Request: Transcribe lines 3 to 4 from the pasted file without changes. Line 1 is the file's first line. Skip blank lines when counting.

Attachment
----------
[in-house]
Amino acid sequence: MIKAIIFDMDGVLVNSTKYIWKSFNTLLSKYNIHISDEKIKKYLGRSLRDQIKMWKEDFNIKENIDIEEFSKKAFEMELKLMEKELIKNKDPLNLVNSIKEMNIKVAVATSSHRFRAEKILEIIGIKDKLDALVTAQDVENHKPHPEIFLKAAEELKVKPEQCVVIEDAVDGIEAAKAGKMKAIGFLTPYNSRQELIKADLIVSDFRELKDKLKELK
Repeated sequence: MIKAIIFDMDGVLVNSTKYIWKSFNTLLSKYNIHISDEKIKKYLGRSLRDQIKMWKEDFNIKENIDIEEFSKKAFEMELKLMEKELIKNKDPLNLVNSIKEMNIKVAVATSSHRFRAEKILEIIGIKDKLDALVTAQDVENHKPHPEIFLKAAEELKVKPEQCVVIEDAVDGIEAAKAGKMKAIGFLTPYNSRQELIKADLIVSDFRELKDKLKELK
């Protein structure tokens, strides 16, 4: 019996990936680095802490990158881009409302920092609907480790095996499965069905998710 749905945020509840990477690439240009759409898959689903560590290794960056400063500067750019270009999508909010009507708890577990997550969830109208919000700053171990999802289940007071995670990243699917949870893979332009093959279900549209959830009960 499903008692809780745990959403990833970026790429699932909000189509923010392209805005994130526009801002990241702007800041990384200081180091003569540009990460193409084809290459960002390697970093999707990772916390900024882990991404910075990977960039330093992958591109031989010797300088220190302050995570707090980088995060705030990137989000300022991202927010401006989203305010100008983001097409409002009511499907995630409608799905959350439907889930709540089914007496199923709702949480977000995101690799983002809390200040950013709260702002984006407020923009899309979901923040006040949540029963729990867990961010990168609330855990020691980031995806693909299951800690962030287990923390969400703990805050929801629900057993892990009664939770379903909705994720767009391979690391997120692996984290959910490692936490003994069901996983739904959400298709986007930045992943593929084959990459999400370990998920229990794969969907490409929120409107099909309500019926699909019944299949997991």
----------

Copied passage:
Repeated sequence: MIKAIIFDMDGVLVNSTKYIWKSFNTLLSKYNIHISDEKIKKYLGRSLRDQIKMWKEDFNIKENIDIEEFSKKAFEMELKLMEKELIKNKDPLNLVNSIKEMNIKVAVATSSHRFRAEKILEIIGIKDKLDALVTAQDVENHKPHPEIFLKAAEELKVKPEQCVVIEDAVDGIEAAKAGKMKAIGFLTPYNSRQELIKADLIVSDFRELKDKLKELK
């Protein structure tokens, strides 16, 4: 019996990936680095802490990158881009409302920092609907480790095996499965069905998710 749905945020509840990477690439240009759409898959689903560590290794960056400063500067750019270009999508909010009507708890577990997550969830109208919000700053171990999802289940007071995670990243699917949870893979332009093959279900549209959830009960 499903008692809780745990959403990833970026790429699932909000189509923010392209805005994130526009801002990241702007800041990384200081180091003569540009990460193409084809290459960002390697970093999707990772916390900024882990991404910075990977960039330093992958591109031989010797300088220190302050995570707090980088995060705030990137989000300022991202927010401006989203305010100008983001097409409002009511499907995630409608799905959350439907889930709540089914007496199923709702949480977000995101690799983002809390200040950013709260702002984006407020923009899309979901923040006040949540029963729990867990961010990168609330855990020691980031995806693909299951800690962030287990923390969400703990805050929801629900057993892990009664939770379903909705994720767009391979690391997120692996984290959910490692936490003994069901996983739904959400298709986007930045992943593929084959990459999400370990998920229990794969969907490409929120409107099909309500019926699909019944299949997991």